Instead of imagining yourself as needing to do the hard work of parenting and running a household all by yourself and feeling like a fat failure for struggling and wanting help, think of your parenting work as the work of 5 people that you are trying to do all by yourself. In this case, it’s not a failure to receive support and help. Help is natural and a necessity. Receiving help actually brings forward the wisdom of having a supportive family, a tribe, a village. It brings the unseen work you do out into the open where it can be seen and acknowledged so hopefully, eventually help will be offered before you even need to ask.

 

A Mother’s Rights #10: You have the right to make eating easy.

 

My Irish great grandmother had 13 kids and spent some of her life working the family potato farm in Michigan. In the Midwest 1800’s, there weren’t refrigerators for home use, nor were there chicken nuggets or frozen pizza or oranges or boxed mac n’cheese. When I think of the labor that went into preparing a meal while also making sure that 13 CHILDREN didn’t somehow fall into the fire or die playing with farm equipment….let’s just say I’m thankful for Costco.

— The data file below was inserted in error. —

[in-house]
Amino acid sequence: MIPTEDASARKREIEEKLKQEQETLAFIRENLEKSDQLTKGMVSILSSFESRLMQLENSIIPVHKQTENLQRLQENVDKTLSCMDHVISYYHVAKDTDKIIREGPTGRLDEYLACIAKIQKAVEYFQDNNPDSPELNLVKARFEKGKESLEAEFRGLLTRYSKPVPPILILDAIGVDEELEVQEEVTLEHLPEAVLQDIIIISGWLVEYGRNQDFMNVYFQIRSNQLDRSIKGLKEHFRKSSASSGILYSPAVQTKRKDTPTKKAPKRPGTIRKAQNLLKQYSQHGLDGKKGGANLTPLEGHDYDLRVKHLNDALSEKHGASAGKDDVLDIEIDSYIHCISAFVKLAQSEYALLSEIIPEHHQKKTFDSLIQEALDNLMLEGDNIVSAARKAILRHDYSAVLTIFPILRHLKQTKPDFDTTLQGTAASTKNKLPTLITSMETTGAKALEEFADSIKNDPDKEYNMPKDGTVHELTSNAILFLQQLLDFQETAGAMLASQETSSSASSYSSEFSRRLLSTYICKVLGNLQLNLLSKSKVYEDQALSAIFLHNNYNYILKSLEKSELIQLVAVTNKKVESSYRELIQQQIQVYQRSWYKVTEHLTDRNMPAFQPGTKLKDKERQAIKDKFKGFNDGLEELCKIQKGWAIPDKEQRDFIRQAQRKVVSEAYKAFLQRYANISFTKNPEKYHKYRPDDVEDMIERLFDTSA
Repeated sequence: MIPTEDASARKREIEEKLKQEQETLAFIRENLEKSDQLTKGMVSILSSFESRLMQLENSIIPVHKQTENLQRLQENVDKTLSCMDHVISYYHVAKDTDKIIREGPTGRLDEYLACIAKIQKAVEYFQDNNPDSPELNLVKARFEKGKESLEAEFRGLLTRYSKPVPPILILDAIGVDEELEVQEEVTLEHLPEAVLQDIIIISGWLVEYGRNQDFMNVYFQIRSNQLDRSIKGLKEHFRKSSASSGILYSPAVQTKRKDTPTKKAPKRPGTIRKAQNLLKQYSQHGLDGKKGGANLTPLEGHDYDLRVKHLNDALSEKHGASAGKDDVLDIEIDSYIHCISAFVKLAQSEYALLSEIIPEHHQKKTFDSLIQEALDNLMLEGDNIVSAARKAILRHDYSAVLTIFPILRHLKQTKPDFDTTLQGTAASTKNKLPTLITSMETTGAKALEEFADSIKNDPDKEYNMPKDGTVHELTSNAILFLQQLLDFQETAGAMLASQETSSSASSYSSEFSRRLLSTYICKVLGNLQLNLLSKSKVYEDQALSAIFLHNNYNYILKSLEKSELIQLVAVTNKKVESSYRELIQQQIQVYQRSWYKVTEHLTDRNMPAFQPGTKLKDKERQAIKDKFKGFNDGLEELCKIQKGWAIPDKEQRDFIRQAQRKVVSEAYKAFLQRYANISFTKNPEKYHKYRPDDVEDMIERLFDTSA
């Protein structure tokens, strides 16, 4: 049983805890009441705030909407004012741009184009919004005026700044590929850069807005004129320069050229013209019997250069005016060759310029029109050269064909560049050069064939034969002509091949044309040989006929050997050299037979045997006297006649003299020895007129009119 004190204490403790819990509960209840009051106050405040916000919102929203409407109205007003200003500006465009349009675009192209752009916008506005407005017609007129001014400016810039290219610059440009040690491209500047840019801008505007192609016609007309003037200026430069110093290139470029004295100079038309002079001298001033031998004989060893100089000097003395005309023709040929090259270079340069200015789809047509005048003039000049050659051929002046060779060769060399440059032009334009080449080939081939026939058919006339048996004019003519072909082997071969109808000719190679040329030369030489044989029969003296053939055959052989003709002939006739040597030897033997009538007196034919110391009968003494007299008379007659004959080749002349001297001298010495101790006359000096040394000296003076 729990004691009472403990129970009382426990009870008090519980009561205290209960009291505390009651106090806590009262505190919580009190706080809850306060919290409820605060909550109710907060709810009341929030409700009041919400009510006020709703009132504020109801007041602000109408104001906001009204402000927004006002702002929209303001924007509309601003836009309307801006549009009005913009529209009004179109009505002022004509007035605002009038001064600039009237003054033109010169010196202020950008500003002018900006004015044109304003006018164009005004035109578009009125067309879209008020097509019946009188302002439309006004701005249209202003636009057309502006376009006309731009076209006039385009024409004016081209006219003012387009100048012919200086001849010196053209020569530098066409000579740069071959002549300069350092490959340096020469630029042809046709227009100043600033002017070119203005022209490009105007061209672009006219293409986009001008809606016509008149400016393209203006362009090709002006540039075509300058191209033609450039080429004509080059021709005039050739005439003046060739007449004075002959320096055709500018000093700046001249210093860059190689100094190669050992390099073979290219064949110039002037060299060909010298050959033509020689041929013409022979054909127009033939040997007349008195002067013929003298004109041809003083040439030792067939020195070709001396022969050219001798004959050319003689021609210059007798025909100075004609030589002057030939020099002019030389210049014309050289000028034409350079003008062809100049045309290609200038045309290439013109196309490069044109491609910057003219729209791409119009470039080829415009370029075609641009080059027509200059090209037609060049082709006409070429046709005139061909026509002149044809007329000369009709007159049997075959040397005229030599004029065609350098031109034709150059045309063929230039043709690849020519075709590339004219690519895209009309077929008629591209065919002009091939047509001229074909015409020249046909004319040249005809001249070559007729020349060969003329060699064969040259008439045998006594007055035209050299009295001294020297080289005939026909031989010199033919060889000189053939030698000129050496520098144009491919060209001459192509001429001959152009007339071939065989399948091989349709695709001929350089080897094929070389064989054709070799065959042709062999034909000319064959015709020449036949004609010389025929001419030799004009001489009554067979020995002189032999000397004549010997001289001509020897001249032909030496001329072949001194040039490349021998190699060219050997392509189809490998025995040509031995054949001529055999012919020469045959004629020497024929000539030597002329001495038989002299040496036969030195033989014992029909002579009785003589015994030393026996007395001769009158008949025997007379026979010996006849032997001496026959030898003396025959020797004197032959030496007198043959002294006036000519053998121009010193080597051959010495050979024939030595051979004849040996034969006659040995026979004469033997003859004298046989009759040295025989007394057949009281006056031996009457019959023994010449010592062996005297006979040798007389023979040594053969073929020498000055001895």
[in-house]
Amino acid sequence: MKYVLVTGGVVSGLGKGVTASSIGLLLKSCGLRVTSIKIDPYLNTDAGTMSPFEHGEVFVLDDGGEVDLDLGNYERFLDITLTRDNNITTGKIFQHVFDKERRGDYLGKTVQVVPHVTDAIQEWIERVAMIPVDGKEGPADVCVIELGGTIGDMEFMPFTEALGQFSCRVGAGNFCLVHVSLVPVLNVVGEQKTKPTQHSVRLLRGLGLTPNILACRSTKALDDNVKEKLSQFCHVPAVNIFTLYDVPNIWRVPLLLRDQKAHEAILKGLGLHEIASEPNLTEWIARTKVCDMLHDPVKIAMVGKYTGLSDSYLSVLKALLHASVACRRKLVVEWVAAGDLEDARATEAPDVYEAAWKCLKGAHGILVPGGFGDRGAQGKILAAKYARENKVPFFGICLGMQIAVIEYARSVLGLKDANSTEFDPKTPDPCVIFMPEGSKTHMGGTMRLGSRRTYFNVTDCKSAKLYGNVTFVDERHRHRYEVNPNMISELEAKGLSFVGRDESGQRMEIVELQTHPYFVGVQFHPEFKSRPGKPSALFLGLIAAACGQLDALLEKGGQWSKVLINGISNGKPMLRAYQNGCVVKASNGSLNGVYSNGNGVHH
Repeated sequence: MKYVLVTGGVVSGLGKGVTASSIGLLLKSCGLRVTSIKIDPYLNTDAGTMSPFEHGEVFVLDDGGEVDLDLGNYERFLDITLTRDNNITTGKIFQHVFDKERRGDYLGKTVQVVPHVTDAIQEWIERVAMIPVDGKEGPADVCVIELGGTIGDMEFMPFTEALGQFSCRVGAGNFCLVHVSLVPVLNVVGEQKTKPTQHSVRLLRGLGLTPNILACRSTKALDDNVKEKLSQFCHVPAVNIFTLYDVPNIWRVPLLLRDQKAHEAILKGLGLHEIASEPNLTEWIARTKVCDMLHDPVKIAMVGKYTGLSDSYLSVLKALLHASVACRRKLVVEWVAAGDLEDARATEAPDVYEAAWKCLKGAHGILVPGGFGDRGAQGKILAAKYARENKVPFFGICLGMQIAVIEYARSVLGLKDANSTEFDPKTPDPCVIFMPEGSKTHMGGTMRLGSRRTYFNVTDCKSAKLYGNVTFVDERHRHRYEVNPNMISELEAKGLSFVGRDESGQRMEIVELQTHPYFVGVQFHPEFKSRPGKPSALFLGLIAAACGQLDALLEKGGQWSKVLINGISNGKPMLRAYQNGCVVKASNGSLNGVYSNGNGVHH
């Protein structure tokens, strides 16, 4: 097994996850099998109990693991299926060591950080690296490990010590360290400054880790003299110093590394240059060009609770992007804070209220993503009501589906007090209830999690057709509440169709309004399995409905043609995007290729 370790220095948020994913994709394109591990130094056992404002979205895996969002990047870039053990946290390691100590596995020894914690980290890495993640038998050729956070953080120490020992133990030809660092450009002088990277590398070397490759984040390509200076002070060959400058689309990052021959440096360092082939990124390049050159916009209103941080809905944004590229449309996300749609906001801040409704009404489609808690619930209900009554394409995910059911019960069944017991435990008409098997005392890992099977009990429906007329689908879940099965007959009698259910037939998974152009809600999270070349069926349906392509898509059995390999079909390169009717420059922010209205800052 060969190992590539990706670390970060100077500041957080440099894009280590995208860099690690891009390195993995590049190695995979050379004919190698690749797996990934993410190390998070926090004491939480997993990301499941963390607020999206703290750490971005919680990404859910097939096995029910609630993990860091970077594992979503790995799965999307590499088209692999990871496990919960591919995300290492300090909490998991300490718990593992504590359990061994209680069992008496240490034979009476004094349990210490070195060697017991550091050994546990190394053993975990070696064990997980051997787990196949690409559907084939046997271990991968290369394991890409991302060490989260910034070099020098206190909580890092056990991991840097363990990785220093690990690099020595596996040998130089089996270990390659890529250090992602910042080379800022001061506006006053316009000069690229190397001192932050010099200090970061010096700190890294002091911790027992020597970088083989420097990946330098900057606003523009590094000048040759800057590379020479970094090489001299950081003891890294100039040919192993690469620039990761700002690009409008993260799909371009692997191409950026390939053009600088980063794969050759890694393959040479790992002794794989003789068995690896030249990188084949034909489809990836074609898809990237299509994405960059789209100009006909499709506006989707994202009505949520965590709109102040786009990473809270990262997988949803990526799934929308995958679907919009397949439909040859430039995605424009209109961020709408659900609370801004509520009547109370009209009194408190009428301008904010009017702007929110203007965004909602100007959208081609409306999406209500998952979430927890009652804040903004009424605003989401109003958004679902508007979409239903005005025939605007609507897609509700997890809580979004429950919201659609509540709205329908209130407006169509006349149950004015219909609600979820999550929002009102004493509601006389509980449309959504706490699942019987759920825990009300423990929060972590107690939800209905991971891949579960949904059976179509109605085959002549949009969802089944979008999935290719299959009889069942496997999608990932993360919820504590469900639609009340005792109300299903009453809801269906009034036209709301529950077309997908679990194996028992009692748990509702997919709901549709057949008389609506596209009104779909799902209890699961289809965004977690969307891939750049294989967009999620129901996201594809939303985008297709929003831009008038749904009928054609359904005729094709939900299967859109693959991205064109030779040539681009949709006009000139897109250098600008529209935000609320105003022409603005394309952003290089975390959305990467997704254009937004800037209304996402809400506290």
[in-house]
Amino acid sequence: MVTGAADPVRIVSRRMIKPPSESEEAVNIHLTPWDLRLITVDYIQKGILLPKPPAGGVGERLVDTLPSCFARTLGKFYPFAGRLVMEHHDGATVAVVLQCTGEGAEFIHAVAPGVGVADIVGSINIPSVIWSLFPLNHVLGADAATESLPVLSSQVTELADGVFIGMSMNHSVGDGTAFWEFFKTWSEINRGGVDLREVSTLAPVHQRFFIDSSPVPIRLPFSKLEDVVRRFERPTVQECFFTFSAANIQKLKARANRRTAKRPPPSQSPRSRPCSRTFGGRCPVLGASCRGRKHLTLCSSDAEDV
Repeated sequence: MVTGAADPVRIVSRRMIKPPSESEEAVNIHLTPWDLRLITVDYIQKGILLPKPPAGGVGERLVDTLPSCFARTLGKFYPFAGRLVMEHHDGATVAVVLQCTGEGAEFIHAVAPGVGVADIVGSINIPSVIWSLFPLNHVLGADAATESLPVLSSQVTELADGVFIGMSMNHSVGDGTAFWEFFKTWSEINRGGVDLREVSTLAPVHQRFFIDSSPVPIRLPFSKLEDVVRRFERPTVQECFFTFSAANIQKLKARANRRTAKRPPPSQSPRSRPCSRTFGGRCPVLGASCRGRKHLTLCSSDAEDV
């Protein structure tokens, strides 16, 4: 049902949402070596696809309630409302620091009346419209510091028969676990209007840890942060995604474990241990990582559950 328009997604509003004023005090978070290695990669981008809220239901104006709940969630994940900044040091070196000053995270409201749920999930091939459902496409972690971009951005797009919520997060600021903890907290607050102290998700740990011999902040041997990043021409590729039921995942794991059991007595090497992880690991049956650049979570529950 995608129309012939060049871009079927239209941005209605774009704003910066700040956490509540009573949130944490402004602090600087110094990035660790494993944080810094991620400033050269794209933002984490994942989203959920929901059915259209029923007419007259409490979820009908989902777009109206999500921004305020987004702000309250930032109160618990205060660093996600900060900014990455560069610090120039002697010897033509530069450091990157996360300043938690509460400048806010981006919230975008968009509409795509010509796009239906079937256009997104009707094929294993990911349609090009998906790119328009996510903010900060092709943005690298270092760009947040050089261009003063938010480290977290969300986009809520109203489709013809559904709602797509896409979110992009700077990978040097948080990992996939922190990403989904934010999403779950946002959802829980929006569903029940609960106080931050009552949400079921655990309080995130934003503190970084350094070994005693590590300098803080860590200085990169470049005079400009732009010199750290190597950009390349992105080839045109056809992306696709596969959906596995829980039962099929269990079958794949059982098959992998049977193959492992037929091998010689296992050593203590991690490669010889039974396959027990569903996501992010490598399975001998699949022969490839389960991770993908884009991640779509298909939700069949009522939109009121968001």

you have the right to make eating

 

As preparing food as gotten simpler, somehow expectations of grocery shopping and meal prep have skyrocketed into the extraordinary: organic, grass-fed, whole grain, non GMO, unprocessed, gluten-free, dairy-free, sustainably raised, locally harvested food. There’s some floating societal expectation that all of us have the money to buy high end, have the organizational prowess to meal prep for the week, and have the desire to spend time cooking meals that will magically delight every member of the family.

There’s also a message of what you should be doing to create health and wellness in your family. However, if trying to achieve these standards brings your wallet and stress level to the breaking point and you are the person suffering for it, then it’s not creating health at all.